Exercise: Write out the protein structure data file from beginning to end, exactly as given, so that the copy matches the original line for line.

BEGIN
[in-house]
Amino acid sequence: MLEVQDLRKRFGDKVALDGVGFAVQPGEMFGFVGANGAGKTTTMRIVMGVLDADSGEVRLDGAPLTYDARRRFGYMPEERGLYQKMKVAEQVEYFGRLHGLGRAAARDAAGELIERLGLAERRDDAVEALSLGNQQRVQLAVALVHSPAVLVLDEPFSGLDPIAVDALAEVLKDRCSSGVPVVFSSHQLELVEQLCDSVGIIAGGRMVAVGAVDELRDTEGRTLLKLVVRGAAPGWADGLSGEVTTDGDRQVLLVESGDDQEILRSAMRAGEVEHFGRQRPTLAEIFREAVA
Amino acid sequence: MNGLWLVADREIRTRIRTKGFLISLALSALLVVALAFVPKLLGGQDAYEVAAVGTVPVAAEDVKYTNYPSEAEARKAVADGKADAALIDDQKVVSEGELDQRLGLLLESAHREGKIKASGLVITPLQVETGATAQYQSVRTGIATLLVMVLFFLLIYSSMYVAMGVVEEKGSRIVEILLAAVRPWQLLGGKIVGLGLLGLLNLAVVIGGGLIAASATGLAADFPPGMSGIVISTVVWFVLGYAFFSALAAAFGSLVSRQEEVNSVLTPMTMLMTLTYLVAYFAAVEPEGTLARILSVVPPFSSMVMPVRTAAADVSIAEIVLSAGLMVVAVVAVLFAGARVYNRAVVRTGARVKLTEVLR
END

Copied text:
[in-house]
Amino acid sequence: MLEVQDLRKRFGDKVALDGVGFAVQPGEMFGFVGANGAGKTTTMRIVMGVLDADSGEVRLDGAPLTYDARRRFGYMPEERGLYQKMKVAEQVEYFGRLHGLGRAAARDAAGELIERLGLAERRDDAVEALSLGNQQRVQLAVALVHSPAVLVLDEPFSGLDPIAVDALAEVLKDRCSSGVPVVFSSHQLELVEQLCDSVGIIAGGRMVAVGAVDELRDTEGRTLLKLVVRGAAPGWADGLSGEVTTDGDRQVLLVESGDDQEILRSAMRAGEVEHFGRQRPTLAEIFREAVA
Amino acid sequence: MNGLWLVADREIRTRIRTKGFLISLALSALLVVALAFVPKLLGGQDAYEVAAVGTVPVAAEDVKYTNYPSEAEARKAVADGKADAALIDDQKVVSEGELDQRLGLLLESAHREGKIKASGLVITPLQVETGATAQYQSVRTGIATLLVMVLFFLLIYSSMYVAMGVVEEKGSRIVEILLAAVRPWQLLGGKIVGLGLLGLLNLAVVIGGGLIAASATGLAADFPPGMSGIVISTVVWFVLGYAFFSALAAAFGSLVSRQEEVNSVLTPMTMLMTLTYLVAYFAAVEPEGTLARILSVVPPFSSMVMPVRTAAADVSIAEIVLSAGLMVVAVVAVLFAGARVYNRAVVRTGARVKLTEVLR